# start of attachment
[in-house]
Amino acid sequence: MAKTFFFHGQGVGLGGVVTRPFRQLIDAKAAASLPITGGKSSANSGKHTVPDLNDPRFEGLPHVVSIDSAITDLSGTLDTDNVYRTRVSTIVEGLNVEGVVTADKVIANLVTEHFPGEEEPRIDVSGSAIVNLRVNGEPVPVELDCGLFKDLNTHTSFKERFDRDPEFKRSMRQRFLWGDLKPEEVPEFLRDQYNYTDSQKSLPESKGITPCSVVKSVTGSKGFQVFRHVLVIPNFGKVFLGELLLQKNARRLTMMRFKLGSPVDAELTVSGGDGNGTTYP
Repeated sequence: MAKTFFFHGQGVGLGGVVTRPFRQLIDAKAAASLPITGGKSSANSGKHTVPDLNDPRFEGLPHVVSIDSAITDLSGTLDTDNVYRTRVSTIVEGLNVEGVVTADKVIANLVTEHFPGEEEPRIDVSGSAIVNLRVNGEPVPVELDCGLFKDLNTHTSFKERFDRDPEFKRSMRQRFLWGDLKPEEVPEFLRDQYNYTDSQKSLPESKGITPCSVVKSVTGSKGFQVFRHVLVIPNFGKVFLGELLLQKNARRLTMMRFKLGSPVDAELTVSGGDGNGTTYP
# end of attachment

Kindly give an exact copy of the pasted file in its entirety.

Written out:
[in-house]
Amino acid sequence: MAKTFFFHGQGVGLGGVVTRPFRQLIDAKAAASLPITGGKSSANSGKHTVPDLNDPRFEGLPHVVSIDSAITDLSGTLDTDNVYRTRVSTIVEGLNVEGVVTADKVIANLVTEHFPGEEEPRIDVSGSAIVNLRVNGEPVPVELDCGLFKDLNTHTSFKERFDRDPEFKRSMRQRFLWGDLKPEEVPEFLRDQYNYTDSQKSLPESKGITPCSVVKSVTGSKGFQVFRHVLVIPNFGKVFLGELLLQKNARRLTMMRFKLGSPVDAELTVSGGDGNGTTYP
Repeated sequence: MAKTFFFHGQGVGLGGVVTRPFRQLIDAKAAASLPITGGKSSANSGKHTVPDLNDPRFEGLPHVVSIDSAITDLSGTLDTDNVYRTRVSTIVEGLNVEGVVTADKVIANLVTEHFPGEEEPRIDVSGSAIVNLRVNGEPVPVELDCGLFKDLNTHTSFKERFDRDPEFKRSMRQRFLWGDLKPEEVPEFLRDQYNYTDSQKSLPESKGITPCSVVKSVTGSKGFQVFRHVLVIPNFGKVFLGELLLQKNARRLTMMRFKLGSPVDAELTVSGGDGNGTTYP